For many older adults who are unable to get around like they used to, life can begin to feel quite small. Those in assisted living may miss their old homes, favorite park or family events which they are unable to attend. Feelings of isolation and loneliness can set in.
Now, emerging technology may provide an avenue for these adults to, at least temporarily, travel to famous locales across the world, take a dive in the ocean or relive favorite memories, all without leaving their living room. Virtual reality is presenting new ways for older Americans to experience the world.
We’re still a ways off from the lifelike holographic projections of science fiction favorites like Star Trek, but virtual reality has matured into a usable technology with real-world applications in recent years. The technology uses a headset that covers the eyes and immerses users in virtual worlds of video and sound.
Getting set up with a virtual reality can be very easy. Many systems simply let the user strap a smartphone into a headset. Many kinds of virtual reality content are available from an evergrowing number of creators. Users can take a ride in a hot air balloon, stroll the Gardens of Versailles or visit a pet store full of puppies.
One company, Rendever, is leading the implementation of virtual reality in assisted living facilities across the country. The company demonstrated its technology in Pensacola in November. The company’s director of community engagement Toby Patel said older adults benefit both from the stimulation that virtual reality provides as well as the group setting in which it is often conducted.
“Multiple studies have shown that social isolation in this population is correlated with a 30 to 50 percent increase in mortality,” he said. “It’s a big problem. By bringing a group of seniors to the same place, at the same time, we’re allowing them to share their favorite memories together, as well as form new memories together through these new experiences. This not only allows the group to engage with their environment during the session, but we often hear about seniors sitting together hours or even days later and continuing to discuss their previous virtual reality experience.”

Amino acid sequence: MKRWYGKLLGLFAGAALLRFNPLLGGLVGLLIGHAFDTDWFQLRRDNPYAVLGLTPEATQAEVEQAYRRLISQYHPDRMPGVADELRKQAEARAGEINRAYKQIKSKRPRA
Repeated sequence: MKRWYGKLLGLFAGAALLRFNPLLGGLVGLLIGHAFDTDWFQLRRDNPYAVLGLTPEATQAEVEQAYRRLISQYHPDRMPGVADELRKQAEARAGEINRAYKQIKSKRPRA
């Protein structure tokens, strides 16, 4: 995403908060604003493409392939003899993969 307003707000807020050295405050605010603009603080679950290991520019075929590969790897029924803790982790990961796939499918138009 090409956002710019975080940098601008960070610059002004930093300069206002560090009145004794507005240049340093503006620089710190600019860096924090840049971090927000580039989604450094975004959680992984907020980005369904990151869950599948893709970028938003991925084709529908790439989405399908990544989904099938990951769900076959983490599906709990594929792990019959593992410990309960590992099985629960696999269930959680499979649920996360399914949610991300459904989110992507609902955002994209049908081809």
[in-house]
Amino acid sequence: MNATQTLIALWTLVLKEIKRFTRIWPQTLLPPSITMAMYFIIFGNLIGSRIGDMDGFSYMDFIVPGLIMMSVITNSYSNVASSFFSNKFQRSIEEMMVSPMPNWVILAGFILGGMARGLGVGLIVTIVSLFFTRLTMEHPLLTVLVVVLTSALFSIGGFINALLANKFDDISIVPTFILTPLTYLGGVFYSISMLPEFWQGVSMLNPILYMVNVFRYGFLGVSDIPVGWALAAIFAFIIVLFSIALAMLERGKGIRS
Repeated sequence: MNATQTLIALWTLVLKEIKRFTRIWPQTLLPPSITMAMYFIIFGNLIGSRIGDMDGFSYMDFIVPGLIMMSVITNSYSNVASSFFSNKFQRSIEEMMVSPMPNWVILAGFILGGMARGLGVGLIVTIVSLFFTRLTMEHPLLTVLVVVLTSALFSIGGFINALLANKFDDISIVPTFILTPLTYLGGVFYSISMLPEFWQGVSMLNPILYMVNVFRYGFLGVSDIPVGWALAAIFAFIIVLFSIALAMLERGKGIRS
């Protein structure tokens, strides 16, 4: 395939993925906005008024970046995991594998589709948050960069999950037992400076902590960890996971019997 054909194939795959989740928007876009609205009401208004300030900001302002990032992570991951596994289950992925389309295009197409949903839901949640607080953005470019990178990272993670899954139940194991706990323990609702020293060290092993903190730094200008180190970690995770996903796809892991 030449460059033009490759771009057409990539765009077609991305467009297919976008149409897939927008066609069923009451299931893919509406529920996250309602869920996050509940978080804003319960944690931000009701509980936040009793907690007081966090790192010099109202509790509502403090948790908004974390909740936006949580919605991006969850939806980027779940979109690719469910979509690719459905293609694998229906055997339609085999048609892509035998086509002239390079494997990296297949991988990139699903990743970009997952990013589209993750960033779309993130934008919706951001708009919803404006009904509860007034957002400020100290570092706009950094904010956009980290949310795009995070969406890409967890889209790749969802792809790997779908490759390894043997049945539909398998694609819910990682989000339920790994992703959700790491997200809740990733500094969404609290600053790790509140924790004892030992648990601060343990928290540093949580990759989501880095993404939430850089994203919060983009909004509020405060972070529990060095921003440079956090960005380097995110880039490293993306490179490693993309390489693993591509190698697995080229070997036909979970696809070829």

Virtual reality can do more than just let seniors travel, as well. Researchers in the U.K. hope to harness the technology to identify the onset of dementia. The virtual reality game "Sea Hero Quest VR" challenges players to captain a boat through various tasks. The game tests the player’s navigation skills, one of the first skills to deteriorate as dementia sets in. With more than three million players, the game is developing a global benchmark for navigation skills against which patients with dementia can be measured.
“This data will help scientists to develop vital new diagnostic tests and ultimately help preserve everyone’s ability to share their most precious moments,” the game’s creators said in a press release. “Improving our ability to detect the earliest signs of the disease will play a key role in effectively deploying new drugs and managing the disease.”
Meanwhile, doctors in California have used virtual reality as way to distract patients undergoing painful medical procedures. according to a study published in the journal Future Medicine, doctors at the Children’s Hospital Los Angeles found that patients using virtual reality during painful medical procedures experienced reduced levels of pain and general distress and expressed a desire to use virtual reality during future painful medical procedures.
Those seeking to maintain and improve motor skills can benefit from virtual reality, as well. A study published in the journal Nature showed that seniors playing a game designed to train multitasking abilities were able to achieve performance levels of a 20-year-old after one month, with cognitive gains persisting for six months.
By 2060, more than 20 percent of the U.S. population (98 million people) will be aged 65 or older. As virtual reality continues to develop, many of these seniors may spend their golden years adventuring, relaxing and connecting in virtual worlds.
Council on Aging of West Florida is compliant with the Better Business Bureau's Wise Giving Alliance Standards for Charity Accountability. Learn more at www.bbb.org.